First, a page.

We [Are] Out Here: Blacks Making History
We [Are] Out Here (Pronounced: We Out Here) is a portrait series in celebration of the black people who are actively involved in their various communities today. While honoring the past, and looking towards the future, I am finding great pride and joy in learning about and spending time with people who are out here doing the work to shine more light into this world.
Blue is not my favorite color
What is something you’ve always wanted to do, but haven’t because of some aspect, or intersection, of your identities? I spend time with people, ask them this question, and then we talk about it. After that, I try to connect them with someone who can help make that dream a reality, document the process, and culminate with a portrait of that person doing the thing they were never sure they’d be able to do.
Peace by Piece
I send people journal and ask them to journal in whatever way makes sense to them for 30 days. Then I send them an envelope to mail it back, photograph each page, and then send that journal (along with a blank one) to another participant and ask them to respond to somebody else’s entries for 30 days. Then they send both back. The idea is to withhold judgement of a person until we have the chance to experience what they are willing to share.
Yes, it’s true and problematic. Almost all Fortune 100 CEOs are white, male, and around 57 years of age. It’s also problematic to describe the group as homogeneous, as it dismisses the individuality of the person. There are major problems that are caused when there is a lack of representation AND there are major problems when people who share similar characteristics are labeled as the same. Not all inmates, rich people, poor people, gay people, black people, etc. are the same. The purpose of this project is to promote a more nuanced conversation between and among people.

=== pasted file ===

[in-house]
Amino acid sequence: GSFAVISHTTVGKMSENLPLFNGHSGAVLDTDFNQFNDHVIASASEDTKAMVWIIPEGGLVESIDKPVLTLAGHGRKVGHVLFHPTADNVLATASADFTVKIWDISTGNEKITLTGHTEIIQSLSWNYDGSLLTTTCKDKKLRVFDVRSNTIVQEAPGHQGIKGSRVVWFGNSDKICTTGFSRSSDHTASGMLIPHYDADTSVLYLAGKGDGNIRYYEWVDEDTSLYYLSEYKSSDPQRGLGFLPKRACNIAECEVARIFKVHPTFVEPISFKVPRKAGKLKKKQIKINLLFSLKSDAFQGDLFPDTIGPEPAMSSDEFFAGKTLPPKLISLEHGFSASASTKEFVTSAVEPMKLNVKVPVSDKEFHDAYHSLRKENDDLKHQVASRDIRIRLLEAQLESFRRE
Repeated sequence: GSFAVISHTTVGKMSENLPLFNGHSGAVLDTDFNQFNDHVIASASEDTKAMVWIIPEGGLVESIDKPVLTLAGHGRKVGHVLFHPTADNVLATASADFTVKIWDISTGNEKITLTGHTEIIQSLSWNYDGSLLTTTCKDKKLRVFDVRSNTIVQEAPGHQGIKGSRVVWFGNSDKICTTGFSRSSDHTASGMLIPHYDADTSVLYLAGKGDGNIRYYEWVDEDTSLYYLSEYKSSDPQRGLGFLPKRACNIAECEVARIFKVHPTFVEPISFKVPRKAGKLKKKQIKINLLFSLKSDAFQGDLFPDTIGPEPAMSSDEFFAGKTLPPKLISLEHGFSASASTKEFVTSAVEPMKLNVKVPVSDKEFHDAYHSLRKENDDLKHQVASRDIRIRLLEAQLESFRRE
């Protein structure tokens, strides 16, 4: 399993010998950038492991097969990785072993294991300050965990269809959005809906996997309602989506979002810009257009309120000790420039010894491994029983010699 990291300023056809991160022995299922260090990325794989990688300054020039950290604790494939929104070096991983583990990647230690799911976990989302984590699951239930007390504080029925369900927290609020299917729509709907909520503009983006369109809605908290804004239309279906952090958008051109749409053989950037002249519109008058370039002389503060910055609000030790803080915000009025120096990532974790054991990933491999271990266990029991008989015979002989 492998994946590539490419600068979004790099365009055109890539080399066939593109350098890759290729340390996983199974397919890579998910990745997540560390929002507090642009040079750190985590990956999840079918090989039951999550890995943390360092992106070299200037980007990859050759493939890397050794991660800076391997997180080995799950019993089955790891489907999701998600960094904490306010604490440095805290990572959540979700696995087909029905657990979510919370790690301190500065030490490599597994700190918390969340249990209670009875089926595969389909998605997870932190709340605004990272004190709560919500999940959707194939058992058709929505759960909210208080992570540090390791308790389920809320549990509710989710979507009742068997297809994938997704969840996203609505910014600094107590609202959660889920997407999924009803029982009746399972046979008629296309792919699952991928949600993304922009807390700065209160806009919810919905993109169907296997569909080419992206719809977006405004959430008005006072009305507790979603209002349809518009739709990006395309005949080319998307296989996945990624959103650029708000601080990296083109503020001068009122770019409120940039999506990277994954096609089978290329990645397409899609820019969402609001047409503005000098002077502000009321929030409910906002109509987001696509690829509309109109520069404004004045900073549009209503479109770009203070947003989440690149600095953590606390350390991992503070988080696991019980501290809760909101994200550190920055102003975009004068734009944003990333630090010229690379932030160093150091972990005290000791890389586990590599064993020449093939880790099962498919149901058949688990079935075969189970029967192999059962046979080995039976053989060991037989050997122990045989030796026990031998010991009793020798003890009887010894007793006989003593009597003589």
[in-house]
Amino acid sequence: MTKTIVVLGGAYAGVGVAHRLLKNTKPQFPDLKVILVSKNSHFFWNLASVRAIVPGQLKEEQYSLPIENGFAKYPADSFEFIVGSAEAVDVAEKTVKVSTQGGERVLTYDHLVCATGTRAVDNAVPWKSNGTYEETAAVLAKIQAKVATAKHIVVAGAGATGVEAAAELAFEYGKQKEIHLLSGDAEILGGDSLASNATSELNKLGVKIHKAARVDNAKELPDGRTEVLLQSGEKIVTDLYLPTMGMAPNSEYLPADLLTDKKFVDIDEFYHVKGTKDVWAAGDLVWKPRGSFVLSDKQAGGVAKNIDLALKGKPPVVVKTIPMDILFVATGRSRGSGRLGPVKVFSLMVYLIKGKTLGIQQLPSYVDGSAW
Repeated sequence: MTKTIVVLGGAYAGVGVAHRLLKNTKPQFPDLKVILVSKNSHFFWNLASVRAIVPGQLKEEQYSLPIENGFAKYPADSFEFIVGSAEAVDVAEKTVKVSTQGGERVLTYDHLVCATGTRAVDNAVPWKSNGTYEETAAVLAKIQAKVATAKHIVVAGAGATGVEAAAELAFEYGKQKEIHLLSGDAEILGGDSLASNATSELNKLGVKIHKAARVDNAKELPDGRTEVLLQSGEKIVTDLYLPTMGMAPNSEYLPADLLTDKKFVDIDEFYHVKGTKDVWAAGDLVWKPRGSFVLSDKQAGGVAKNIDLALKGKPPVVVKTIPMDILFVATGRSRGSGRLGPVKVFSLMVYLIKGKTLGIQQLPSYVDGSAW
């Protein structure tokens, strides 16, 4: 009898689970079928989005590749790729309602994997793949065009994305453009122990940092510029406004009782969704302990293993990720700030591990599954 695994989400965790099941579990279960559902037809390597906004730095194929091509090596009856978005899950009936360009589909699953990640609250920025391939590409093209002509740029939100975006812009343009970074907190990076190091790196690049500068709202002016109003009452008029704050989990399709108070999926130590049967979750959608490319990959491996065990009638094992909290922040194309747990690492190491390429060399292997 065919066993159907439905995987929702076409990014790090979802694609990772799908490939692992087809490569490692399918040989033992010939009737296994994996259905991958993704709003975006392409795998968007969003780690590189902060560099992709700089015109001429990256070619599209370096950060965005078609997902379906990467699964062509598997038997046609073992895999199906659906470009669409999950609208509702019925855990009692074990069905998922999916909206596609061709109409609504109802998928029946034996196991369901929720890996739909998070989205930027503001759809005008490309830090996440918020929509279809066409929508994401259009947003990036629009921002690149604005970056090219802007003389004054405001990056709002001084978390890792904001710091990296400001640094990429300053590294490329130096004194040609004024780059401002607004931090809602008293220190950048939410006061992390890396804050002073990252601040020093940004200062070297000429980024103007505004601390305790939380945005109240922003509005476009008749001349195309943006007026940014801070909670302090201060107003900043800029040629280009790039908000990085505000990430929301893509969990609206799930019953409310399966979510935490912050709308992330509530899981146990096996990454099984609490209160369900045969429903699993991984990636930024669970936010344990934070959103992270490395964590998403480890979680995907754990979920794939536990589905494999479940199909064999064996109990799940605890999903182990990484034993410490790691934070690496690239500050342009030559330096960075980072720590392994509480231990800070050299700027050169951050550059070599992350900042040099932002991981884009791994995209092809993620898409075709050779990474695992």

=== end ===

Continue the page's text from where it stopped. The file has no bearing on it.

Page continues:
“Where do you find inspiration for your projects?” Personally, I’m inspired by the people, places, organic and inorganic matter, and occurrences I experience all around me all the time. The sense of wonder and curiosity never cease in me—constantly amazed by the people who express who they are and want to be, in a variety of ways, despite the pressure to conform. With this project I turned this question around and recorded their responses on video.
From The Streets
In 2013 I began working with a homeless youth work program that creates zines. The idea was that I would crete portraits they could use for their projects. Instead became friends and co-designed an exhibition where the youth would be both the artists and curators—for them to author their own narratives from their own perspectives. One of the young men said to me, “I hate the term homeless. It’s not accurate. I’m not homeless. I have friends, family, a job…I don’t have a house. I’m houseless. Not homeless.”